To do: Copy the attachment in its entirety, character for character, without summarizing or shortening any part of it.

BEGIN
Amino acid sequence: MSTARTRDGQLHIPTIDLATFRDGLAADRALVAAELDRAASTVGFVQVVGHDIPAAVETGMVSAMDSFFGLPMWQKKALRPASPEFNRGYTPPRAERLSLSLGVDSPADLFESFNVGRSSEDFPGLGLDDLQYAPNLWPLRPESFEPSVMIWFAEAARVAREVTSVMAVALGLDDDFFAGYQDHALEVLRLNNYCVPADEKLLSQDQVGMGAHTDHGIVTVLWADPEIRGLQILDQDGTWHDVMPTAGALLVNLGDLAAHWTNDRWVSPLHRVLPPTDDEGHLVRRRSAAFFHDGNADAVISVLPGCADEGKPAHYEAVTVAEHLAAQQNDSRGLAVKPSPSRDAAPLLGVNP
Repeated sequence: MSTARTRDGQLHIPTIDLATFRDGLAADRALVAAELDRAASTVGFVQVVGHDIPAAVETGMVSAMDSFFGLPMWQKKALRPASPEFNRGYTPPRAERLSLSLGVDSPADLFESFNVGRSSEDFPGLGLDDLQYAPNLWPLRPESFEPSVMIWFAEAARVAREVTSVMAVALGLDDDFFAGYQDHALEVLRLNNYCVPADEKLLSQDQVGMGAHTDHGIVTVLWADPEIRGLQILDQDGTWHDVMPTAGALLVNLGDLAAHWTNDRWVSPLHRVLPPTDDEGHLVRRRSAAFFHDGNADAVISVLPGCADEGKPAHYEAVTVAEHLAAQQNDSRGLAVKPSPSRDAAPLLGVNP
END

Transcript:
Amino acid sequence: MSTARTRDGQLHIPTIDLATFRDGLAADRALVAAELDRAASTVGFVQVVGHDIPAAVETGMVSAMDSFFGLPMWQKKALRPASPEFNRGYTPPRAERLSLSLGVDSPADLFESFNVGRSSEDFPGLGLDDLQYAPNLWPLRPESFEPSVMIWFAEAARVAREVTSVMAVALGLDDDFFAGYQDHALEVLRLNNYCVPADEKLLSQDQVGMGAHTDHGIVTVLWADPEIRGLQILDQDGTWHDVMPTAGALLVNLGDLAAHWTNDRWVSPLHRVLPPTDDEGHLVRRRSAAFFHDGNADAVISVLPGCADEGKPAHYEAVTVAEHLAAQQNDSRGLAVKPSPSRDAAPLLGVNP
Repeated sequence: MSTARTRDGQLHIPTIDLATFRDGLAADRALVAAELDRAASTVGFVQVVGHDIPAAVETGMVSAMDSFFGLPMWQKKALRPASPEFNRGYTPPRAERLSLSLGVDSPADLFESFNVGRSSEDFPGLGLDDLQYAPNLWPLRPESFEPSVMIWFAEAARVAREVTSVMAVALGLDDDFFAGYQDHALEVLRLNNYCVPADEKLLSQDQVGMGAHTDHGIVTVLWADPEIRGLQILDQDGTWHDVMPTAGALLVNLGDLAAHWTNDRWVSPLHRVLPPTDDEGHLVRRRSAAFFHDGNADAVISVLPGCADEGKPAHYEAVTVAEHLAAQQNDSRGLAVKPSPSRDAAPLLGVNP